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 After numerous trips on Sandy, my Tiki 21, I am just not sold on the Wharram wingsail. Trying to reef singlehanded on a rough sea is quite an event. A wet mast sleeve is difficult to lower in 18 knots while dodging a swinging wooden gaff. I think that any gain in efficiency by the mast sleeve, is lost by the extra windage aloft of the gaff and associated rigging. I'm thinking of removing the sleeve and gaff and creating a fat headed full battened main that is laced to the mast. Thoughts anyone?

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Perhaps you should speak to Rory McDougal with your issues. . .
The square top full batten main sounds ok, but might need to be taller for more power. I'm not too enthused by the lacing idea. If you were going to keep the same mast, perhaps old fashioned hoops would be better. or a sail track. Best option might be a rotating mast. Only my opinion.
The Clements changed their sails to laced on sails with gaffs and booms. they are much happier with them now. The luff pocket wingsail does have a nice shape going to weather. I find the straps that take the sail load bind some and make raising and lowering somewhat difficult. I like a big roach full battened mainsail with a boom and lazy jacks myself. There is a product called Strongtrack that can be attached to your mast and then you can use slides with or without full battens. Some folks really like the luff pocket wing sail. David
don't know personally in a tiki 21, but in tiki 26 and tiki 38, the original soft wing sail is perfect for me to reef in bad conditions. this boomless sail results for me very friendly as i don't have any concern with a dangerous boom and to lower it is easy.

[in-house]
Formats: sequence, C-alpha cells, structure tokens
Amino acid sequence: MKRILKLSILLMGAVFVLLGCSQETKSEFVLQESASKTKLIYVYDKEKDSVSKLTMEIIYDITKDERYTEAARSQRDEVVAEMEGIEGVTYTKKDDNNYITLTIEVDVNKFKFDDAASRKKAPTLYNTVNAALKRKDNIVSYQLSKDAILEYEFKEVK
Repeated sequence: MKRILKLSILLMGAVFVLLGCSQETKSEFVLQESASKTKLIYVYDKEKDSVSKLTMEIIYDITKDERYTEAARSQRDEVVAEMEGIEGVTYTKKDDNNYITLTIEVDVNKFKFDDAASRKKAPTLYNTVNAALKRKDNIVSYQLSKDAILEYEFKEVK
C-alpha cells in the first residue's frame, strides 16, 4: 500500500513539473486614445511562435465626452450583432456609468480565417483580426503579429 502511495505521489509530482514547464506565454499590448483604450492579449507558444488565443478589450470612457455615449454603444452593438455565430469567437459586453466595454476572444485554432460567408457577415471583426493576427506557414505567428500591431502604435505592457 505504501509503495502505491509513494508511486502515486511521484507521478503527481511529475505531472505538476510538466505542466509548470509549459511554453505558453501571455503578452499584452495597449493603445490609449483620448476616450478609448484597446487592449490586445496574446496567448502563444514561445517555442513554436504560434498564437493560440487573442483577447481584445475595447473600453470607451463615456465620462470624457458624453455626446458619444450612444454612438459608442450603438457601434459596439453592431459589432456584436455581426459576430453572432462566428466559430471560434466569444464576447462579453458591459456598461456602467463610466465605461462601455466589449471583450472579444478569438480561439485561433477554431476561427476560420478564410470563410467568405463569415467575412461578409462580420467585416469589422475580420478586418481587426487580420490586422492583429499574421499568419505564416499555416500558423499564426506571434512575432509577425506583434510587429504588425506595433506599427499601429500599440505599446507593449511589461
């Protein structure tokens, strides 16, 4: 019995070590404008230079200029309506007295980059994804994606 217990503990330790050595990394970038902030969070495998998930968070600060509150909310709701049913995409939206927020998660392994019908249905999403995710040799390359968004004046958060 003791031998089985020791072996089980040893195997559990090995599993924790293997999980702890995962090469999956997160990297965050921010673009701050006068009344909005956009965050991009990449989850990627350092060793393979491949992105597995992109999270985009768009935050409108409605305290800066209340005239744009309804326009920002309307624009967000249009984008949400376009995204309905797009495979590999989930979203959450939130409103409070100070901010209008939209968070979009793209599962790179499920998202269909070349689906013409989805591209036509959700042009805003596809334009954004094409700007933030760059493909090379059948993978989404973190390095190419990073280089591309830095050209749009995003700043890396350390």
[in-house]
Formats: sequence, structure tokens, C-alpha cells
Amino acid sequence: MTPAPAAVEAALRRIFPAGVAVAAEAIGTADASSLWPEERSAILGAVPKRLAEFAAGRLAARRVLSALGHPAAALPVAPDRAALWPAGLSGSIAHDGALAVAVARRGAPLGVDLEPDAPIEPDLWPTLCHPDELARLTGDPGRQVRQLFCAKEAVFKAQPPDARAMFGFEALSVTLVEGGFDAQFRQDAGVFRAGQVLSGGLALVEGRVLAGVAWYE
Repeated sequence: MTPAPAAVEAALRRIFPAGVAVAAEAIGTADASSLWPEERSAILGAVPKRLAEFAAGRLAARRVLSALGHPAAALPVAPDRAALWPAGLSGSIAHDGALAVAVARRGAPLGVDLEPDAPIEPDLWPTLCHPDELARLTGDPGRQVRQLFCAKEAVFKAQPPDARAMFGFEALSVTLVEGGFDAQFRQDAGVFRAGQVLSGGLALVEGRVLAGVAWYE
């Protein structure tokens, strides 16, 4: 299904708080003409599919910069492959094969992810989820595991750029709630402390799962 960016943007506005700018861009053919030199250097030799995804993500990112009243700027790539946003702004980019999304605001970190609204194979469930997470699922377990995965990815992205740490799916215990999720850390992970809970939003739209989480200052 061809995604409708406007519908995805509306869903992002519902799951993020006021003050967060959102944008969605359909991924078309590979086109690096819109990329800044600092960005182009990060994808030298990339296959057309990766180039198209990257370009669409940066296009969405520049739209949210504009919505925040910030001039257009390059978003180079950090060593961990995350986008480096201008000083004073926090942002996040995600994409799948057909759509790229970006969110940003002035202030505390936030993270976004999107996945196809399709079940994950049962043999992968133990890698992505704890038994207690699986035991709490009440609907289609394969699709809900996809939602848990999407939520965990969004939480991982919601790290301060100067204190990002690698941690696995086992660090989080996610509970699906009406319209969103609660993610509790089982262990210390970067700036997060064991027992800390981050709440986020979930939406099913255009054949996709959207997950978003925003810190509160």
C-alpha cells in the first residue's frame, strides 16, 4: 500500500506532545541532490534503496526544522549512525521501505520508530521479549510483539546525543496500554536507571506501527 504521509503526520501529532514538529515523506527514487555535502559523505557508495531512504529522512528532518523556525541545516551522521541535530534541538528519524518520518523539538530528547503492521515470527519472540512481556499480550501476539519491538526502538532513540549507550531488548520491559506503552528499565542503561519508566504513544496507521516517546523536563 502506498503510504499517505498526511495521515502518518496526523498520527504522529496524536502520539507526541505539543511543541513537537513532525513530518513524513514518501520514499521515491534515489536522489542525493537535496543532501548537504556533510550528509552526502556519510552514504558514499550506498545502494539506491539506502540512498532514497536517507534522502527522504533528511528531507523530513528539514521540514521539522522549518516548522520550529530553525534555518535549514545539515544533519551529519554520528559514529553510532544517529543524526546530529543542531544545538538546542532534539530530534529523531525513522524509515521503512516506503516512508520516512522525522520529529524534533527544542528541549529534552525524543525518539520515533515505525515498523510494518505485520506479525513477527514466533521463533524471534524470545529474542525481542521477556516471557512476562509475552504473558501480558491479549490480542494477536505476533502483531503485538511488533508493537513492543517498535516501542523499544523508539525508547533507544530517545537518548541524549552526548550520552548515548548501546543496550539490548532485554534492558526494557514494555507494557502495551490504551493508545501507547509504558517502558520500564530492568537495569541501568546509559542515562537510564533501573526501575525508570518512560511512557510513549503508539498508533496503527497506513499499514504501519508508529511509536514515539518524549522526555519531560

rds
luis
On my tiki 30 I experienced the same problem with trying to lower the mainsail in wet and windy conditions, especially on any point downwind. You just can't get a grip on the wet dacron to pull it down. I "solved" it simply by having a line running from the top front edge of the mainsail knotted to 3 D rings sewn into the front of the sleeve.

I also learnt another important lesson when reefing.... "do it when it first enters your mind"... and as an added bonus i found that my tiki 30 goes just as fast, if not faster when reefed and is way more comfortable and manageable once the reef is in during windy days. I usually judged when to reef by windspeeds >12 knots or so, or when i couldn't pull the mainsheet tight by hand. Avoid the swinging gaff by only lowering it as far as you need.. it should still be way above your head. Also having a shortish line to clip to the clew block, and then pass up onto the first reef point ( on the leach) and back helps keep control of the flapping leech so you don't get whacked in the face by the flapping mainsheet block as you try to transfer the mainsheet attachment to the reef point. Remember you don't need to unclip the mainsheet, just tighten up your handy detachable reefing line until you are happy with the set and position of the sail, tie it off on itself, and away you go.... with a little practice this method worked great for me on all points of sail, even downwind in very windy conditions.

Hope this helps explain my way of reefing and don't give up as its a great sail once you get the hang of it.
Hi Nok,
Nev and I also had a line along the forward part of our old wing sails and knotted to D rings but it did not work out well for us. Perhaps the larger boats and larger sails make a difference or else we are just old (that's true). I agree the boats do best when you reef them as the wind increases and speeds do not fall off much at all. Ann and Nev